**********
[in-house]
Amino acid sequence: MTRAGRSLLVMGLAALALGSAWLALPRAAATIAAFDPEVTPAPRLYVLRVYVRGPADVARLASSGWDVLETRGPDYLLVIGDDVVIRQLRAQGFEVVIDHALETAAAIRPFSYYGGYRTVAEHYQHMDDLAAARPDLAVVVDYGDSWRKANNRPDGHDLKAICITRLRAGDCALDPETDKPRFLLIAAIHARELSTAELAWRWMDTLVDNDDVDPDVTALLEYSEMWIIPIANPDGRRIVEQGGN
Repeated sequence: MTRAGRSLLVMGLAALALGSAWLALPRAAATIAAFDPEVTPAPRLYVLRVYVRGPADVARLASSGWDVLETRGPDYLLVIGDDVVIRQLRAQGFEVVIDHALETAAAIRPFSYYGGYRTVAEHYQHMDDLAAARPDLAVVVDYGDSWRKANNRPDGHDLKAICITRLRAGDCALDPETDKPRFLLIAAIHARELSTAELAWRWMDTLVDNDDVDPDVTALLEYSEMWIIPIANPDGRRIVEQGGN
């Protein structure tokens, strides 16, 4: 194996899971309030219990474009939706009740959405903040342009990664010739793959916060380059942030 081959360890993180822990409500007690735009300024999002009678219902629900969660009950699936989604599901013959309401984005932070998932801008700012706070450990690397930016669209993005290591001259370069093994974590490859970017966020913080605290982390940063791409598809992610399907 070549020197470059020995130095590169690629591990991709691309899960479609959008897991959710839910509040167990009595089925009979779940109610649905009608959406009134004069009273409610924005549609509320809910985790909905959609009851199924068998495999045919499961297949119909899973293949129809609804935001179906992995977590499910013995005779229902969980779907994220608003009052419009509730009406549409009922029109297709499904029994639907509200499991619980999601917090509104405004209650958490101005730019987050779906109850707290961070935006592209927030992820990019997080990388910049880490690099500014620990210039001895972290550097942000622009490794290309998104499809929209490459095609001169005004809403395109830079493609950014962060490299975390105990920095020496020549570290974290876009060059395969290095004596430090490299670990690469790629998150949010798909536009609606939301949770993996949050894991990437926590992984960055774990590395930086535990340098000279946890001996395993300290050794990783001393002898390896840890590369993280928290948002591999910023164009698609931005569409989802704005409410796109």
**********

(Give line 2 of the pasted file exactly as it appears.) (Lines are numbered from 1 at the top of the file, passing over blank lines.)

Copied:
Amino acid sequence: MTRAGRSLLVMGLAALALGSAWLALPRAAATIAAFDPEVTPAPRLYVLRVYVRGPADVARLASSGWDVLETRGPDYLLVIGDDVVIRQLRAQGFEVVIDHALETAAAIRPFSYYGGYRTVAEHYQHMDDLAAARPDLAVVVDYGDSWRKANNRPDGHDLKAICITRLRAGDCALDPETDKPRFLLIAAIHARELSTAELAWRWMDTLVDNDDVDPDVTALLEYSEMWIIPIANPDGRRIVEQGGN